In part one we showed you how to build the front of a prerunner, and all the parts you need. We’ll continue by showing you what’s needed to build the rear of your prerunner.
Now that the front of your prerunner is complete it is time to think about what you want for the rear suspension of your prerunner.
If this is going to be your daily driver then go with a bedcage, and leaf springs, like Deaver Springs. The other option for the rear is a 3-link or 4-link suspension set up, but we are going to discuss a leaf-sprung rear since that is easier and cheaper to do.
Before you do anything in the rear you’ll want to install a set of fiberglass bedsides, like the ones we got from Fiberwerx for 2004-2008 F150s. This will tell you how much room you have for travel in the rear.
On our F150 we used Deaver Springs because they are a multi-leaf pack that is capable of drooping out farther than factory springs and they have a progressive spring rate to help you through the whoops.
Your springs can either be mounted on top of the axle like the factory springs or you can have custom perches made to mount them under the axle. This will lower the ride height in the rear so you have to account for that in your design but it will also give you more bump travel.
On some trucks like our Ranger you will also need to flip the shackles to run Deavers so keep that in mind. The Fabrication shop doing the work for you should already know this.
Now it is time to decide the type of shocks you want to run. When building a leaf sprung truck it’s a good idea to use bypass shocks. They will help you tune the rear suspension because you can adjust the compression stroke and rebound stroke of the shocks. To save money you can use a smooth body shock but the only tuning you have available is re-valving it, which is a lot more work and cost.
In order to get more travel out of the rear you will need longer than stock shocks. On our F150 we went with SwayAway 3″x16″ 3-tube bypass shocks. These have an extended length of 40.57″, and this is where the bedcage comes in.
A bedcage is just another name for the upper shock mount on your prerunner’s rear suspension. Now I’m simplifying things a lot…there is a lot of design that goes into a bedcage so it functions the way it should, and just like a prerunner bumper there is no set way to design a bedcage. It can simply be a place to mount your shocks or it can be designed to hold a truck bed box for tools and gear, and it can also be designed to hold your spare tire.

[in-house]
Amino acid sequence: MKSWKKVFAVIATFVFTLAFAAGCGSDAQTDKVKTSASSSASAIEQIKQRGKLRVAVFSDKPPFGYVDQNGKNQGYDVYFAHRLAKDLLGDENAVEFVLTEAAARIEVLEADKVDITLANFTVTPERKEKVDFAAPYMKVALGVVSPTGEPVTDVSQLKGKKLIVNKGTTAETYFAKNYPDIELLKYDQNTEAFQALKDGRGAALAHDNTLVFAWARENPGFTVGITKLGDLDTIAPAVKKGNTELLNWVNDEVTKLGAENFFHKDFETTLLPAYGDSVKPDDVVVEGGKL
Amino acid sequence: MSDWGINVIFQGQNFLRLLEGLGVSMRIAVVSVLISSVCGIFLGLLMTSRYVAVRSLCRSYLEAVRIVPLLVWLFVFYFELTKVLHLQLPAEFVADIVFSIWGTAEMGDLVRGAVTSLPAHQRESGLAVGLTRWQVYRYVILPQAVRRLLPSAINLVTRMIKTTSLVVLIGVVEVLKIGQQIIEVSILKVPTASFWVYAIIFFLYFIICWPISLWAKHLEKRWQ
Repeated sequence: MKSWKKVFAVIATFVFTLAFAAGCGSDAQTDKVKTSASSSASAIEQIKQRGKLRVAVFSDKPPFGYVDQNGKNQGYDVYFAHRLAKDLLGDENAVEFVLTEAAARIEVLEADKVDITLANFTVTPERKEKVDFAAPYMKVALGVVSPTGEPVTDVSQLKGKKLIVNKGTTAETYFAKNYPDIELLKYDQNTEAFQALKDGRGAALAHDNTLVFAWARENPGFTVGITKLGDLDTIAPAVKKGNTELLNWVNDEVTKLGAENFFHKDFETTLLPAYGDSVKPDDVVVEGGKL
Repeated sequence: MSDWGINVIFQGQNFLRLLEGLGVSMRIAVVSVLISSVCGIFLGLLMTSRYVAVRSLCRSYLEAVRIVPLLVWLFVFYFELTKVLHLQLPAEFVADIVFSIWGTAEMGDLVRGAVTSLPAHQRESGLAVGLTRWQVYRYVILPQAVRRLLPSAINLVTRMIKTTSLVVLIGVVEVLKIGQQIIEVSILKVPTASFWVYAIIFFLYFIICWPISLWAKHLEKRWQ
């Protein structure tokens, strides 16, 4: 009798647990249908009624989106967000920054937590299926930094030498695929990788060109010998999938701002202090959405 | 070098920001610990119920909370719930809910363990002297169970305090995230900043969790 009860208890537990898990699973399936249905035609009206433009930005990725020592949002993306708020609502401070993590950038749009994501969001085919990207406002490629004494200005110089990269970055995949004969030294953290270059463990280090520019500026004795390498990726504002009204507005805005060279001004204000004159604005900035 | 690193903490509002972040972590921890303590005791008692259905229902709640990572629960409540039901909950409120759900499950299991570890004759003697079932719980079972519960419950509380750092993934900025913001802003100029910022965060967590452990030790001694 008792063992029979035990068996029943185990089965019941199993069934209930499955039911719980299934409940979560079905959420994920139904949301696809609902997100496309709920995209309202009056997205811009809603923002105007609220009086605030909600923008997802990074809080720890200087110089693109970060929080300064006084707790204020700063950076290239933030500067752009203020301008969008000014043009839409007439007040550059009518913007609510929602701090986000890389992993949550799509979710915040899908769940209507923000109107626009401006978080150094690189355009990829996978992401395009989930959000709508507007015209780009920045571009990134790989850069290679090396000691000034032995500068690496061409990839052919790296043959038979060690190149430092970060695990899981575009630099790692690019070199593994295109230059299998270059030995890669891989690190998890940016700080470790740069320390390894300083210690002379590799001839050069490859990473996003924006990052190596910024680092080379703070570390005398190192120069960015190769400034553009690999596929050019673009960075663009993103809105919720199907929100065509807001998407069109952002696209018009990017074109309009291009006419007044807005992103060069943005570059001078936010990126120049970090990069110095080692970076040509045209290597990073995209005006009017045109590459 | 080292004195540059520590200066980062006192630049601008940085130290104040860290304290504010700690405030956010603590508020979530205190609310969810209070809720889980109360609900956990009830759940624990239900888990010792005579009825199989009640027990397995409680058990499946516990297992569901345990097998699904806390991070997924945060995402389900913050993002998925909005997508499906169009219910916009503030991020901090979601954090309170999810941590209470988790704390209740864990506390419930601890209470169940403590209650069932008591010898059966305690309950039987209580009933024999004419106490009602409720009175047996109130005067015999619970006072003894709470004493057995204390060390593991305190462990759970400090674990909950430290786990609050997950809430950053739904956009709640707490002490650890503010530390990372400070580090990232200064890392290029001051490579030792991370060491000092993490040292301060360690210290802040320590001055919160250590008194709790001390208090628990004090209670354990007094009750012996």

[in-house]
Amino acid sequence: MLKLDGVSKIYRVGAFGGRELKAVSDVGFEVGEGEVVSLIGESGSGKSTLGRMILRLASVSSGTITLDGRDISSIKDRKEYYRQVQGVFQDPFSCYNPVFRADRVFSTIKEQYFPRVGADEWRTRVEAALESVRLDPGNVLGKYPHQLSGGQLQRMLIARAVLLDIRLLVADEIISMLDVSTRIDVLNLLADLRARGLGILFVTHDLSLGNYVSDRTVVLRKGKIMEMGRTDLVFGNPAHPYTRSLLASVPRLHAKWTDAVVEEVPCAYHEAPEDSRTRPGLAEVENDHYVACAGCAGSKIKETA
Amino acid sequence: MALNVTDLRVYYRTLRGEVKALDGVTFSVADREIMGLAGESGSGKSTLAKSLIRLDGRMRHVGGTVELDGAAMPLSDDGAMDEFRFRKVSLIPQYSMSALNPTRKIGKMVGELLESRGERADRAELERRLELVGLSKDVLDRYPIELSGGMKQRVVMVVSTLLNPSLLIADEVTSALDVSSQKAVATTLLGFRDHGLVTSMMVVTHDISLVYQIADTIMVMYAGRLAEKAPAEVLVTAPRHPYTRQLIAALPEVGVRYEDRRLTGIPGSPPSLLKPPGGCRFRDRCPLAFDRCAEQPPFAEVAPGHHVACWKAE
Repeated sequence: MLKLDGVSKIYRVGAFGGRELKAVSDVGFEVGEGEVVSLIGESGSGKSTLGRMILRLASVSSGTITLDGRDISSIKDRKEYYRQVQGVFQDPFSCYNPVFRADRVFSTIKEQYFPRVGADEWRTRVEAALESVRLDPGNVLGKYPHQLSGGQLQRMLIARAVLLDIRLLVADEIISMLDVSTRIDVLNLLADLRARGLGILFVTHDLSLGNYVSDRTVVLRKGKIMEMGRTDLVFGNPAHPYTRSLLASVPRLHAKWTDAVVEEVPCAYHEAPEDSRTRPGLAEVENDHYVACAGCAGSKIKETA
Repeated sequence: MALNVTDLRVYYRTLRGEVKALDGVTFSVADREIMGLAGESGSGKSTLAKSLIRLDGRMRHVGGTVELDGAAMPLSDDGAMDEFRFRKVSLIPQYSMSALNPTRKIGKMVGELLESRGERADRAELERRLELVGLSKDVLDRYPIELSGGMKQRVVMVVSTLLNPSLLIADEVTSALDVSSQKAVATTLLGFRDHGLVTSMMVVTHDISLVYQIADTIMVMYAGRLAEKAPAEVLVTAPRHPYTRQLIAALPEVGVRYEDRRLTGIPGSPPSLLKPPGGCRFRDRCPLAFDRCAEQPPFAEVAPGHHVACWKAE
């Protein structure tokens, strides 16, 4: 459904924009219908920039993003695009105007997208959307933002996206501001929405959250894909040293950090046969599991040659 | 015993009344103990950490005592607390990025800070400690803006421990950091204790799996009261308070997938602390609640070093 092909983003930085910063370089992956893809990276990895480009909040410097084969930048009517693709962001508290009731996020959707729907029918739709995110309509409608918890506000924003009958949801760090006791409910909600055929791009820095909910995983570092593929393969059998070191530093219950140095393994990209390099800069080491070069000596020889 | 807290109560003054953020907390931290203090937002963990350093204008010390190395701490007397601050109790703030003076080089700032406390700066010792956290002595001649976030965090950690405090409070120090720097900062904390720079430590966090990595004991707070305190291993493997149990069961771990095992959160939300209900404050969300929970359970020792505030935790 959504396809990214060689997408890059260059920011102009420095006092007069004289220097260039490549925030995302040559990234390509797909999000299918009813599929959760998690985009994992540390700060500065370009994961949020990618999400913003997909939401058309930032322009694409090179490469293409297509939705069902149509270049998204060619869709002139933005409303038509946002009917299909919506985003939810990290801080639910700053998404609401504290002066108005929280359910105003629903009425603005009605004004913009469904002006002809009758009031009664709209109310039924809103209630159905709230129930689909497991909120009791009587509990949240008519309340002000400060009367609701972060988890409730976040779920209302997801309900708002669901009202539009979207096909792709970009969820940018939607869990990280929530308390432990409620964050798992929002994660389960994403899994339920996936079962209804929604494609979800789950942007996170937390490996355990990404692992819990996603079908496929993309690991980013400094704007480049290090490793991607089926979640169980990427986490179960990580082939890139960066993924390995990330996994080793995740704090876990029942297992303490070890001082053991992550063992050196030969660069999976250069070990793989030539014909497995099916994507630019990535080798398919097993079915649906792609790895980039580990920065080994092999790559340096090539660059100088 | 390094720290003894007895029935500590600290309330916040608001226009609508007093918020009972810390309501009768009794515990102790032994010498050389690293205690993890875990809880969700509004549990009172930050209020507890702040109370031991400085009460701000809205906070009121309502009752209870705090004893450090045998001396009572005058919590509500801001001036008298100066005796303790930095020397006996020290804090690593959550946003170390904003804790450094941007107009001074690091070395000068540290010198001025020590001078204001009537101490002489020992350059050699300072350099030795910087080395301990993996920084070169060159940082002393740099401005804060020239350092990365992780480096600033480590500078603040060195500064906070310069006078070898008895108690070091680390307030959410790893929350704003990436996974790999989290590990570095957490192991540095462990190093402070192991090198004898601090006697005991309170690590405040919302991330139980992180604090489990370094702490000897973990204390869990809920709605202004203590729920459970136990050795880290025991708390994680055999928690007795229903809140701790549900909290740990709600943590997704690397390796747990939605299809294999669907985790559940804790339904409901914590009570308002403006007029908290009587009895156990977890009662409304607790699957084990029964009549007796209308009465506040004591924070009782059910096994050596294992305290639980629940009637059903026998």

The material you use is also up to you or your fabricator. You can use all tube to build it or like our F150 we fabricated boxed mounts out of 1/8″ plate steel and used 2″ tube to tie them together.
How the shocks are mounted referring to the angle between the top mount and lower mount has a lot to do with the way your rear suspension performs, but it is a little beyond the scope of this article. Any good fabricator will know how to mount them.
Now that the bedcage is built you will need a lower shock mount. This can be done in a number of ways but most, depending on your truck, will be done somewhere close to where the factory location is. Again this depends on your bedcage, truck model and how your shock is mounted. After this is done you are also going to need longer brake lines and limit straps just like the front suspension.
The length of your limit straps need to be determined by the length of your shocks and angle of your driveshaft at full droop. You don’t want the rear suspension drooping out so much that the shock extends all the way out and becomes your “limit strap”. It needs to be strapped at least 2″ before your shock is fully extended. Limit straps as a general rule stretch 1″ for every 12″ in length. So over time a 24″ limit strap can stretch up to 2″.
Your driveshaft will also need to be considered. Again you don’t want the rear suspension drooping out so much that you get drive shaft bind in the u-joints or worse you completely slip the driveshaft out of the transmission.
The other items to consider when building the rear of your prerunner is a rear prerunner bumper. Factory bumpers will generally limit your departure angle and get you hung up if you ever drop over a small ledge. You can also design a prerunner bumper to do more, like hold lights, or even integrate a hitch into it. Your bumper can be fabricated to locate your spare tire and jack if your bedcage was not designed to hold those items.
Well I think I covered all the basics of building a great prerunner. Now for the second most asked question, “How much?”
This will vary depending on the truck you build but you can expect to pay around $20k to $25k for a build like I described and this does not include the price of the truck, this is just parts and labor.
So yes this sport is expensive but what sport isn’t? Now the easiest way to build a prerunner is in stages. First attack the front like we described in part 1 of this article, then tackle the rear. This can help you save up the money you need instead of dropping $25 G’s all at once.
If you want even more details about building prerunners be sure to watch our TV show FullDroopTV. For season one we built the F150 you see here and a Silverado, so you can get a ton of great ideas for your next prerunner build.